Treatment of Anxiety & Panic Disorders
Generalized anxiety disorder and panic disorder could be treated with psychological treatments or pharmacological treatments.
Generalized anxiety disorder and panic disorder are very much treatable. There are pharmacological strategies, also psychological strategies. Both types of methods are very effective in improving symptoms of generalized anxiety disorder as well as panic disorder.
Cognitive behavioral therapy is the most commonly used psychological strategy to treat anxiety disorder and panic disorder. In terms of pharmacological strategies, we tend to use antidepressants, and those work very well, too.
If you have more questions about treatment of these conditions, please make sure to speak with your family physician or a psychiatrist.
Local Practitioners: Psychiatrist
Anxiety and Panic Attacks
Anxiety is a common mental health problem in which individuals may feel overcome by worry that disrupts their activities, or feel a constant sense of tension, or even at a more extreme point have episodes of panic and extreme fear.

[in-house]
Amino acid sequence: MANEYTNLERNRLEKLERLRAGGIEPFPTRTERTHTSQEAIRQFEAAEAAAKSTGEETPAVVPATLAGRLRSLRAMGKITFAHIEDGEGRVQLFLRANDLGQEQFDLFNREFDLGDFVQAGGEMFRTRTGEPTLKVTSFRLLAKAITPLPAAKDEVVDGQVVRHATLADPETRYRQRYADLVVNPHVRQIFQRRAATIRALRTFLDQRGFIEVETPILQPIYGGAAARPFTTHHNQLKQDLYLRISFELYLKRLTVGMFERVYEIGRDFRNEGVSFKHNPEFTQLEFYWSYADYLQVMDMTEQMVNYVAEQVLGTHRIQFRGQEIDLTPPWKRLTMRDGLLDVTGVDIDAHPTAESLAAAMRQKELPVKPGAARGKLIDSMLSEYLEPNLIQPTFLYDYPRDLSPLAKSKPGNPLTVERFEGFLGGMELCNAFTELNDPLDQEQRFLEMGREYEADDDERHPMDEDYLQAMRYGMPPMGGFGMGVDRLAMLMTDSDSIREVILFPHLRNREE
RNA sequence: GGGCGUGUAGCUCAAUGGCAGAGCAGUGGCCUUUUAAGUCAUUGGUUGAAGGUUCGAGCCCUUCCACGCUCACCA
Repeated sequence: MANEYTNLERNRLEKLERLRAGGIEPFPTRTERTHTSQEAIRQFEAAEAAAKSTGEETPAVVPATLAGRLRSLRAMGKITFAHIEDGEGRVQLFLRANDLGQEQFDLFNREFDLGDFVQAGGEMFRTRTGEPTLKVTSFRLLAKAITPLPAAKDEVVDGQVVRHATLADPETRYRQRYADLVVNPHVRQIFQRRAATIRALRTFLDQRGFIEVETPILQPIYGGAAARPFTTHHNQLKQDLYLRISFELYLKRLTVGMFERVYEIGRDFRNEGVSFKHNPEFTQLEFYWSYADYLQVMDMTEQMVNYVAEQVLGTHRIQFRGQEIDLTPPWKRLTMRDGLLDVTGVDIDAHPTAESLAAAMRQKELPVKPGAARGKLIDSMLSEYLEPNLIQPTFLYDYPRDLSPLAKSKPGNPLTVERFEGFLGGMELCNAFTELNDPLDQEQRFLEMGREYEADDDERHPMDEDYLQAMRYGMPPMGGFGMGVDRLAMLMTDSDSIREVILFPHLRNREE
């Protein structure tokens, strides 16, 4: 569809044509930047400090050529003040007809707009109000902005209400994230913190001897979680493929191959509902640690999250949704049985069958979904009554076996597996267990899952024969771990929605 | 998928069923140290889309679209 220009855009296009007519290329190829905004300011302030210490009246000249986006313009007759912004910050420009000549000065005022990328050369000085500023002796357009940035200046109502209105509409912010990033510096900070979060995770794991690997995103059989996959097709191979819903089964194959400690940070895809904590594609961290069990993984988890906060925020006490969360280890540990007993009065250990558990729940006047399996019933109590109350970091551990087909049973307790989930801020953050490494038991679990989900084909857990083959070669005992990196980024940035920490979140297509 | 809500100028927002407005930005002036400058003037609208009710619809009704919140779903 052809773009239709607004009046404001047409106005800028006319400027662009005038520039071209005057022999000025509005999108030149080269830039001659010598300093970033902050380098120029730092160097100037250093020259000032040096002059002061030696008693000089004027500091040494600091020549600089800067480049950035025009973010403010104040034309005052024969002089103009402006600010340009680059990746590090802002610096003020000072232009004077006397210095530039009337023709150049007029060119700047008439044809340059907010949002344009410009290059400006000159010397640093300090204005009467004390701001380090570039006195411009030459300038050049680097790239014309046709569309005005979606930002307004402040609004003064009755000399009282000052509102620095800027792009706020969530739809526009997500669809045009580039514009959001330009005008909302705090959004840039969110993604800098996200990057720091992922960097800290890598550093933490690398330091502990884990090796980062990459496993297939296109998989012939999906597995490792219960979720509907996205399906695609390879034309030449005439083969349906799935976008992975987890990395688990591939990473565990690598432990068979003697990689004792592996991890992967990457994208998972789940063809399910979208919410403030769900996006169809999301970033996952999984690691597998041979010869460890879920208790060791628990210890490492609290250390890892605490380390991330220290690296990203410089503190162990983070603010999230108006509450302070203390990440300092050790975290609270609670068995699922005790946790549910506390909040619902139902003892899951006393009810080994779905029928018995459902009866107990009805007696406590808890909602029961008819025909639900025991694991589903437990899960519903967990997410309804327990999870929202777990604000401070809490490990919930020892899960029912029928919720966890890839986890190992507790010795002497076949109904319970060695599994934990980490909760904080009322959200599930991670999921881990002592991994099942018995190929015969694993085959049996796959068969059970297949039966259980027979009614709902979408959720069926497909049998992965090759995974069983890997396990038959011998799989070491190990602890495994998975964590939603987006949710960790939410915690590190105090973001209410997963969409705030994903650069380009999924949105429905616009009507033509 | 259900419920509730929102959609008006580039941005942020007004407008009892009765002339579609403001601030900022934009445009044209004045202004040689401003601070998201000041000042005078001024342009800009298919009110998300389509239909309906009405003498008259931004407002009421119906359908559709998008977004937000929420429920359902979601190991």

The options are either anxiolytic – anti-anxiety medications – which are commonly given by family physicians or psychiatrists. These are generally useful for the short term, the problem in the longer term is that people can become physiologically- or physically-dependent forming and they can also cause people to feel sedated, so they’re really a short-term solution.
Over the longer term, people want to learn anxiety management skills, which are generally taught through a psychologist using a cognitive-behavioral approach and enabling them to learn the skills of anxiety control.
The medication treatments are generally available through family physicians, but the anxiety management approaches would be usually provided by a psychologist who work in a cognitive-behavioral model.
Presenter: Dr. Dan Bilsker, Psychologist, Vancouver, BC
Local Practitioners: Psychologist
Dr. Lakshmi Yatham, MBBS, FRCPC, MRCPsych (UK), discusses Treatment of Anxiety & Panic Disorders
Dan Bilsker, PhD, RPsych, discusses anxiety and panic attacks.